Each FM Simplex contact counts as 1 point.
Each non- FM simplex contact counts as 1 point.
Each digital simplex contact counts as 1 point. (Detect a pattern here?)
Contact with EC, AEC, DEC, ADEC, ASEC or SEC adds 5 points.
Contact with an EOC or with a portable station adds 5 points.
Operation from an EOC add 50 points to your total contact score.
Operation from a portable location add 100 points to your total contact score.
Total contact score (all bands/modes added together) will be multiplied by the total number of counties you contacted.
Please use any of the appropriate computer logging programs, paper dupe sheets, a well-worn slide rule or rusty abacus. Just keep all that to yourself, we can’t find anyone with the time to go through all the detail contacts. Submit an email to: firstname.lastname@example.org with the following:
Location: (City, county)
FM Simplex Contacts:
“Everything else” Simplex Contacts:
Digital Simplex Contacts:
Total Contact Score (Add above together, but you figured that out already):
Multiply by total number of counties contacted (include your own!):
Bask in the glory of a well thought out, well executed effort!
Definition of acronyms..
EOC = Emergency Operations Center
NBEMS = Narrow Band Emergency Messaging System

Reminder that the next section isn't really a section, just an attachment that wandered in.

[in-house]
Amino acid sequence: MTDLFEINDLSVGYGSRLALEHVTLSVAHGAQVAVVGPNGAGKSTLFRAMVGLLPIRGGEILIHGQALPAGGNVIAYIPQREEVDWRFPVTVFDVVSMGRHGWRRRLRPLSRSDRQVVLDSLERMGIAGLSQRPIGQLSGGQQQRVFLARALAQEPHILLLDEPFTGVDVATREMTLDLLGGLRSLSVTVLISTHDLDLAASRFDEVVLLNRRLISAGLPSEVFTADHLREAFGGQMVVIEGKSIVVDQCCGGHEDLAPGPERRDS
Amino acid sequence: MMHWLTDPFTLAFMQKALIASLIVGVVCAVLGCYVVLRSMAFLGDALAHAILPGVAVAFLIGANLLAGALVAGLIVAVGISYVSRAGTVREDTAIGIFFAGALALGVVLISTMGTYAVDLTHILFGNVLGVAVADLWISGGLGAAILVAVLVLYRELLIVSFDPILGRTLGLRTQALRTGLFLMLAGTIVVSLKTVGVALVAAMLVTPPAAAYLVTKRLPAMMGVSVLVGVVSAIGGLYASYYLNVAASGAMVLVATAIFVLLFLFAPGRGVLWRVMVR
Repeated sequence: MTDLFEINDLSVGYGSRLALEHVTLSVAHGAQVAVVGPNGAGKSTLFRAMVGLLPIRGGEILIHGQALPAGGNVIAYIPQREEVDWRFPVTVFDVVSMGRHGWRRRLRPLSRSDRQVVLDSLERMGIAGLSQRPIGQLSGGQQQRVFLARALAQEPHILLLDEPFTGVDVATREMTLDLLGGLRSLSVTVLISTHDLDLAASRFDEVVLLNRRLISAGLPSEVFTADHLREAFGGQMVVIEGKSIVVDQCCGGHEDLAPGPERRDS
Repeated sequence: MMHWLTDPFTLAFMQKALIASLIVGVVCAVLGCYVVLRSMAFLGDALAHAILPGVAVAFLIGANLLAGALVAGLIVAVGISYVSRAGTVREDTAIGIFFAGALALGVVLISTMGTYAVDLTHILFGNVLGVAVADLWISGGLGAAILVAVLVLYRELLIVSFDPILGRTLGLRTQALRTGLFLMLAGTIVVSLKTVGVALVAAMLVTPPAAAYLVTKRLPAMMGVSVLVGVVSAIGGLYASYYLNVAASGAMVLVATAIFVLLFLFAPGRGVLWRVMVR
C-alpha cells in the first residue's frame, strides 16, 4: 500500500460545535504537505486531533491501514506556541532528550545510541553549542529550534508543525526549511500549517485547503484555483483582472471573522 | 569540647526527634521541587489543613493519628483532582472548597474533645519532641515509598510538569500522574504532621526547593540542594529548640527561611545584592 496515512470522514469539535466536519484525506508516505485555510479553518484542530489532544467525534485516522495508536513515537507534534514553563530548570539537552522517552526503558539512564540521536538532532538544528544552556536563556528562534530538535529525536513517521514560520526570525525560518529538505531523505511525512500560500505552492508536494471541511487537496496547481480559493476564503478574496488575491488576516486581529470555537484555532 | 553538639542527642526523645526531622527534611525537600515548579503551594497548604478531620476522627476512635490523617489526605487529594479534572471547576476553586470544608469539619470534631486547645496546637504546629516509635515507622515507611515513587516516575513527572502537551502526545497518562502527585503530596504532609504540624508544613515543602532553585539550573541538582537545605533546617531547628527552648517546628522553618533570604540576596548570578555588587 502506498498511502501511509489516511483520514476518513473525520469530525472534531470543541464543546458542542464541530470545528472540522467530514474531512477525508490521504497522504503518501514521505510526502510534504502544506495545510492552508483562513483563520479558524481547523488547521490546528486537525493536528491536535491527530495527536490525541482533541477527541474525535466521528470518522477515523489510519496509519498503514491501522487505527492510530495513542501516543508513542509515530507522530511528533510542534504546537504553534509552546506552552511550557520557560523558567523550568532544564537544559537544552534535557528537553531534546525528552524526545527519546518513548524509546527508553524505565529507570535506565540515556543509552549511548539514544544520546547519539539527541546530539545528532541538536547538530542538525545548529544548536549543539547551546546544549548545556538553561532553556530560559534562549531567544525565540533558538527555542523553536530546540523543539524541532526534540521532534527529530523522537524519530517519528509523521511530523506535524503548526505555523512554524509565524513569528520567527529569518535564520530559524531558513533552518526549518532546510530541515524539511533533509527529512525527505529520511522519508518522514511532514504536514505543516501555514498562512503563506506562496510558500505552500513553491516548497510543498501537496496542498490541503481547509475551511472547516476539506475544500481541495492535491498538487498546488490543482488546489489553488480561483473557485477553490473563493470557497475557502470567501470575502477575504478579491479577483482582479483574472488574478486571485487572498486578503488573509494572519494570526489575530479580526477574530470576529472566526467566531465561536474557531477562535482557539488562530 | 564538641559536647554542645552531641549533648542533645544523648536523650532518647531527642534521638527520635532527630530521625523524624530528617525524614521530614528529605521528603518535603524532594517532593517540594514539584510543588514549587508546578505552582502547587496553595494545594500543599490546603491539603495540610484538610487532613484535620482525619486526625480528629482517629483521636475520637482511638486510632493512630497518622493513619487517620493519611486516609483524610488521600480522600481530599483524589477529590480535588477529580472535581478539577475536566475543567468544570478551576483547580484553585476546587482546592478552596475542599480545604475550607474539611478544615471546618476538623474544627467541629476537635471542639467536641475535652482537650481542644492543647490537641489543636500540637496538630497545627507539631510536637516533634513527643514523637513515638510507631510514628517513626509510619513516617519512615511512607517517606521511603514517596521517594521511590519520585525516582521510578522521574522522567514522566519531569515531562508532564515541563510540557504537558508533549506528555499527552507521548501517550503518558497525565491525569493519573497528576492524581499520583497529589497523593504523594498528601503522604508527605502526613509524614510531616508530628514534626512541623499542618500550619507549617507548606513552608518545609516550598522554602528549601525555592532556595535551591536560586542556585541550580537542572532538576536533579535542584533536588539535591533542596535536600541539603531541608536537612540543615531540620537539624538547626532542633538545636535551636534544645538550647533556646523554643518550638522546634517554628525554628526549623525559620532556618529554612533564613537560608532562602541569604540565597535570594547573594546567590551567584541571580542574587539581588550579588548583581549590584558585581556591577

ARES = Amateur Radio Emergency Service
SM = Section Manager
SEC = Section Emergency Coordinator
ASEC = Assistant Section Emergency Coordinator
DEC = District Emergency Coordinator
ADEC = Assistant District Emergency Coordinator
EC = Emergency Coordinator
AEC = Assistant Emergency Coordinator
CW = Continuous Wave
SSB = Single-Side Band
FM = Frequency Modulation
Backup Your Files
With the new year upon us you might want to take a good hard look at doing a backup of all the files on your computer. Portable hard-drives are really cheap and easy to hookup. With most of them, all you do is just plug it in to your computer’s USB port and away you go, instant extra storage. The best thing is you can transport this little gadget from one computer to another. If you are like me, you have several computers in the house, and by using a single portable hard-drive I can keep all those important backups all in one place. Now that makes sense!
You can get these small, lightweight portable hard-drives practically everywhere, and they are well worth the few dollars you’ll spend on them. In most cases a 2 Terabyte hard-drive will cost less than $80, and that will give you enough memory to easily backup most everything on your computer(s) several times this year.